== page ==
Progression of Coronary Artery Disease During Long-Term Follow-Up of the Swiss Interventional Study on Silent Ischemia Type II (SWISSI II)
Article first published online: 20 MAY 2010
Copyright © 2010 Wiley Periodicals, Inc.
Volume 33, Issue 5, pages 289–295, May 2010
How to Cite
Schoenenberger, A. W., Jamshidi, P., Kobza, R., Zuber, M., Stuck, A. E., Pfisterer, M. and Erne, P. (2010), Progression of Coronary Artery Disease During Long-Term Follow-Up of the Swiss Interventional Study on Silent Ischemia Type II (SWISSI II). Clin Cardiol, 33: 289–295. doi: 10.1002/clc.20775
- Issue published online: 20 MAY 2010
- Article first published online: 20 MAY 2010
- Manuscript Revised: 5 MAR 2010
- Manuscript Received: 18 JAN 2010
This study evaluates cardiovascular risk factors associated with progression of coronary artery disease (CAD) in patients with silent ischemia following myocardial infarction.
Coronary artery disease only progresses slowly with comprehensive risk factor intervention.
A total of 104 of 201 patients (51.7%) of the Swiss Interventional Study on Silent Ischemia Type II (SWISSI II) with baseline and follow-up coronary angiography were included. All patients received comprehensive cardiovascular risk factor intervention according to study protocol. Logistic regression was used to evaluate associations between baseline cardiovascular risk factors and CAD progression.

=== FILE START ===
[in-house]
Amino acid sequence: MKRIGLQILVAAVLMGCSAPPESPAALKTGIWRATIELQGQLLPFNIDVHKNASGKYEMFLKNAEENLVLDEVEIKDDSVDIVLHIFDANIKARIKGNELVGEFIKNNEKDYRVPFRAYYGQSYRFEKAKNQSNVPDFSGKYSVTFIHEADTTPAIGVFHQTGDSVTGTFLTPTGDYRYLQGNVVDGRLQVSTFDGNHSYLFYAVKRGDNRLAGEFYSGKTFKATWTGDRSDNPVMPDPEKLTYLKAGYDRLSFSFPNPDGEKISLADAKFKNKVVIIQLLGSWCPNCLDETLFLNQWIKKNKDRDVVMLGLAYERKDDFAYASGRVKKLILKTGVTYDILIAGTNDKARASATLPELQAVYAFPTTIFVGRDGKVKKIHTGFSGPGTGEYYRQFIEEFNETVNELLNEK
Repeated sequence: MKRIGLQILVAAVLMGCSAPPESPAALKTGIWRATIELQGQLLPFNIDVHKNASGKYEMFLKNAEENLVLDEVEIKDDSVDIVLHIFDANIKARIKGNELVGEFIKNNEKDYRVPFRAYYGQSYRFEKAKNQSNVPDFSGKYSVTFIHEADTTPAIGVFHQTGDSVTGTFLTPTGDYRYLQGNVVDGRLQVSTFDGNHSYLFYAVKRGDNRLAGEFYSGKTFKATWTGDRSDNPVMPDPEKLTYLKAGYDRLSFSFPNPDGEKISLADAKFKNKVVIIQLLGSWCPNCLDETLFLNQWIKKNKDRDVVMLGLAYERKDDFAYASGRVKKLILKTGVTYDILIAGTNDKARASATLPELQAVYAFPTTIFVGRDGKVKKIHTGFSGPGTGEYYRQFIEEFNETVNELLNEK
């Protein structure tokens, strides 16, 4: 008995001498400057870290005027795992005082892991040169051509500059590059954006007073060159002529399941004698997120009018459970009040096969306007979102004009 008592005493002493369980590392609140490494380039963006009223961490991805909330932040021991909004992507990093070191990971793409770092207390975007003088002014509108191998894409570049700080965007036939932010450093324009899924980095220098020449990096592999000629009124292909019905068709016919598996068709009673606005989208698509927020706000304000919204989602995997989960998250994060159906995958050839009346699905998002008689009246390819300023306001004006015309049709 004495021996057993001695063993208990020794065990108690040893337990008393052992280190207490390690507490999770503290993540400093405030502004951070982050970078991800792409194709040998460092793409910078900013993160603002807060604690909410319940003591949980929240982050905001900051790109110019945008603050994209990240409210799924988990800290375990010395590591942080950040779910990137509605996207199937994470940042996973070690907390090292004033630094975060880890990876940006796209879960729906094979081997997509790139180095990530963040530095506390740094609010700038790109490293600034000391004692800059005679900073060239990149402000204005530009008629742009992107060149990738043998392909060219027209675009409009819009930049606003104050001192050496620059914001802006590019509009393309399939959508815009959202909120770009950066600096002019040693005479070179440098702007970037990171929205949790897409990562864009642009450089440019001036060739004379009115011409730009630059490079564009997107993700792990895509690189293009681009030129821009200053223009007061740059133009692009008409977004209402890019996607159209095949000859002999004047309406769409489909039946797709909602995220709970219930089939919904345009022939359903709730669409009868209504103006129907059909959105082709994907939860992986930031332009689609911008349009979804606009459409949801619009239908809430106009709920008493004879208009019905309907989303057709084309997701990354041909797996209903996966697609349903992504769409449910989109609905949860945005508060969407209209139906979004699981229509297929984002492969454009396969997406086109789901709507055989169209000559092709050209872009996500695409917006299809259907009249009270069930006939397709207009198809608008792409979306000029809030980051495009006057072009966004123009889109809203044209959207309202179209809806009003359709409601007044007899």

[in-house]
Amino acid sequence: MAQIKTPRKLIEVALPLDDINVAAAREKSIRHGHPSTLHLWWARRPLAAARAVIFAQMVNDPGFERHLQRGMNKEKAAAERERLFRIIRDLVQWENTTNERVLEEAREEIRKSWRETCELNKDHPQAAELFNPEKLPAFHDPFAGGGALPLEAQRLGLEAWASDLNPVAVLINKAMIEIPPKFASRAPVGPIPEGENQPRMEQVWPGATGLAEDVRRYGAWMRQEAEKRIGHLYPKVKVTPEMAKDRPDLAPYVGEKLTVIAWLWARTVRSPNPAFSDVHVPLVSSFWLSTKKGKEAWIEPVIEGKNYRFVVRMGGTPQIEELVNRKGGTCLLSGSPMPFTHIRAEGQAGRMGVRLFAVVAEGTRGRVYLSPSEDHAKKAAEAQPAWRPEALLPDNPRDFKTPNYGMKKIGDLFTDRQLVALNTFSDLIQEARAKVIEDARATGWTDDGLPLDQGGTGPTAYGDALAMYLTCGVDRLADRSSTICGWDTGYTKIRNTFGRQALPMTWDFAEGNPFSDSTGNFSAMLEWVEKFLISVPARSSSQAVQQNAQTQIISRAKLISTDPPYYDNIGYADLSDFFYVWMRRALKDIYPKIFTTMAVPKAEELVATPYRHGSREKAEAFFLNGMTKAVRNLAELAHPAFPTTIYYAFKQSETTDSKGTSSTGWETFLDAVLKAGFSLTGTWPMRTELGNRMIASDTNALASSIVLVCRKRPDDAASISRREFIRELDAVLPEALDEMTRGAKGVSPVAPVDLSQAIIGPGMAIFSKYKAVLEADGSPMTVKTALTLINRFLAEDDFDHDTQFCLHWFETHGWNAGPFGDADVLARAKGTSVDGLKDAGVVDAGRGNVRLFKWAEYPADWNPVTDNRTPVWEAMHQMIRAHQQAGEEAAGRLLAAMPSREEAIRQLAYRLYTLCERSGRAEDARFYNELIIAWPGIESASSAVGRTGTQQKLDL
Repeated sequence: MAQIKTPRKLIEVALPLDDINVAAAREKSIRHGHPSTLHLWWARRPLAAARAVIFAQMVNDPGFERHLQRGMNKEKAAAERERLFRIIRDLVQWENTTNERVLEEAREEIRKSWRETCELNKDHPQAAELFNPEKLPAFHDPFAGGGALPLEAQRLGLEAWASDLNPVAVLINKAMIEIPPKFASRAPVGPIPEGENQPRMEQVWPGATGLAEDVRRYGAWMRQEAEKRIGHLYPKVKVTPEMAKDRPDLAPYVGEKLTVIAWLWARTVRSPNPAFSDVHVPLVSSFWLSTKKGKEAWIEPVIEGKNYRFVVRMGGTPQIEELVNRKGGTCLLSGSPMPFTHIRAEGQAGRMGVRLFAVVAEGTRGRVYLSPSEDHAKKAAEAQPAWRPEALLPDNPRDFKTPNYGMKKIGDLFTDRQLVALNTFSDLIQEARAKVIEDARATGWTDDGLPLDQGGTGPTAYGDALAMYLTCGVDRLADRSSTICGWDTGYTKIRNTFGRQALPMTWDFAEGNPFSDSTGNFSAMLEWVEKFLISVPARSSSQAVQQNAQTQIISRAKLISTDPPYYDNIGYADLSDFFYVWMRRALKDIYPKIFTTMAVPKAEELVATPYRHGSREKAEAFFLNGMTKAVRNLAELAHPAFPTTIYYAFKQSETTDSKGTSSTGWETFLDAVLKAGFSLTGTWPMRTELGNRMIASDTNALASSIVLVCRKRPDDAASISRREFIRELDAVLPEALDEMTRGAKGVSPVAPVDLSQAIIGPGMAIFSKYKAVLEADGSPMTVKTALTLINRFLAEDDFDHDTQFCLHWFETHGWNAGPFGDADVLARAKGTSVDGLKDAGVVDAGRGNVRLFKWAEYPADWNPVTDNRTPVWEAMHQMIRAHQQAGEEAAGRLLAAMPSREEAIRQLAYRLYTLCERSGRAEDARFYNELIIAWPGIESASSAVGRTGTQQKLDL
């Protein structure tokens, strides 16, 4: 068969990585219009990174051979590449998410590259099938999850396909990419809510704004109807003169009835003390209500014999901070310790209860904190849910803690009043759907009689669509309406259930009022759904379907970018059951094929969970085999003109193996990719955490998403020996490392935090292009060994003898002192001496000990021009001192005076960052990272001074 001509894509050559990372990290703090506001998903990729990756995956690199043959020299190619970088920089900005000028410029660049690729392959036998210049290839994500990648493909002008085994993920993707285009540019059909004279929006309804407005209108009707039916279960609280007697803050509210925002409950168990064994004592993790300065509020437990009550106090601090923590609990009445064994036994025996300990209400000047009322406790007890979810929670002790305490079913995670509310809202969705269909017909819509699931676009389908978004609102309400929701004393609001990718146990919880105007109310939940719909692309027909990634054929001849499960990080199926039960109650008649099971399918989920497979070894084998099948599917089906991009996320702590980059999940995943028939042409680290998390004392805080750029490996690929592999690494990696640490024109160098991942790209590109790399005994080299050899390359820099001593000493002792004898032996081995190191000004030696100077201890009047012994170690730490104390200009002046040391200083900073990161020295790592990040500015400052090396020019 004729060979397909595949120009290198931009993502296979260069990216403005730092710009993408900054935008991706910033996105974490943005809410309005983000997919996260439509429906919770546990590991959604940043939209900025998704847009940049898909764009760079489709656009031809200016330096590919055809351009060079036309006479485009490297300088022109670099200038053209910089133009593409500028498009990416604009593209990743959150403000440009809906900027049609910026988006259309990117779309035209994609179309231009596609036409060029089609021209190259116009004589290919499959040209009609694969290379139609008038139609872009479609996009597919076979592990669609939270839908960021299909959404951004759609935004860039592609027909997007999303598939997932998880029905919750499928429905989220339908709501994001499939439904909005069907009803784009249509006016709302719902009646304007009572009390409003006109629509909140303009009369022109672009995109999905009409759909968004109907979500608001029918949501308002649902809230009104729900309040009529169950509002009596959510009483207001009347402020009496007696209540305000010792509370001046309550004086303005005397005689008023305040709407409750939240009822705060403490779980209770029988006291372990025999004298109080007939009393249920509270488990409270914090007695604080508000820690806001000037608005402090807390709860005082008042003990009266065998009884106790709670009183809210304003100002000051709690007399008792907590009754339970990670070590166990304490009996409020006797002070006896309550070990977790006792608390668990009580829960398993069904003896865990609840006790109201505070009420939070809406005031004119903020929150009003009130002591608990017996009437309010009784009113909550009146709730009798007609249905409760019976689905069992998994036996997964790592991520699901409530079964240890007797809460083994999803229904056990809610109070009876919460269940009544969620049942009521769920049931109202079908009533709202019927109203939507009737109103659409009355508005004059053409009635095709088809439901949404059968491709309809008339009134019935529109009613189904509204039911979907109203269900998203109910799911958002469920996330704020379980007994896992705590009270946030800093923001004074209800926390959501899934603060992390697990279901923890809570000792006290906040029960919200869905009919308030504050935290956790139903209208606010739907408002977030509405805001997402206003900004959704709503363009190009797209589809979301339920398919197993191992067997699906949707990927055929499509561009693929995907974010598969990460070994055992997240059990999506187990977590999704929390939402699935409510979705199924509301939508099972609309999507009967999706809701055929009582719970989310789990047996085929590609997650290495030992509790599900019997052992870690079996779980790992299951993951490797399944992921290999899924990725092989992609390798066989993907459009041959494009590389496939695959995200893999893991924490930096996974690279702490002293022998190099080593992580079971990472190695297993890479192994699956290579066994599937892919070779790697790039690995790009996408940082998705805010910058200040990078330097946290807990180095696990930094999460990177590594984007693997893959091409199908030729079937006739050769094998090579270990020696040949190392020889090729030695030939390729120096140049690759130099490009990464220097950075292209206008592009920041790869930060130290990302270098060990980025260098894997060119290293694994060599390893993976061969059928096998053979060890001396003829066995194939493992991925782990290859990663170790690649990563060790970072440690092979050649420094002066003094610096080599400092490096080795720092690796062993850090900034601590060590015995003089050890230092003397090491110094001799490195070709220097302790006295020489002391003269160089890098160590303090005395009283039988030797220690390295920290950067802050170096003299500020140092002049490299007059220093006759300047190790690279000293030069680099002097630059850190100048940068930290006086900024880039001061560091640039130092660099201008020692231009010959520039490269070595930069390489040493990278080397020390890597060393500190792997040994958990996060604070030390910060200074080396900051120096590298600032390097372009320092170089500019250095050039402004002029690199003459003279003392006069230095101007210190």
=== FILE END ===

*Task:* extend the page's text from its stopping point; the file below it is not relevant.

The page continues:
The mean duration of follow-up was 10.3±2.4 years. At baseline, 77.9% of patients were smokers, 45.2% had hypertension, 73.1% had dyslipidemia, 7.7% had diabetes, and 48.1% had a family history of CAD. At last follow-up, only 27 patients of the initial 81 smokers still smoked, only 2.1% of the patients had uncontrolled hypertension, 10.6% of the patients had uncontrolled dyslipidemia, and 2.1% of the patients had uncontrolled diabetes. Coronary artery disease progression was found in up to 81 (77.9%) patients. Baseline diabetes and younger age were associated with increased odds of CAD progression. The time interval between baseline and follow-up angiography was also associated with CAD progression.
Coronary artery disease progression was highly prevalent in these patients despite comprehensive risk factor intervention. Further research is needed to optimize treatment of known risk factors and to identify other unknown and potentially modifiable risk factors. Copyright © 2010 Wiley Periodicals, Inc.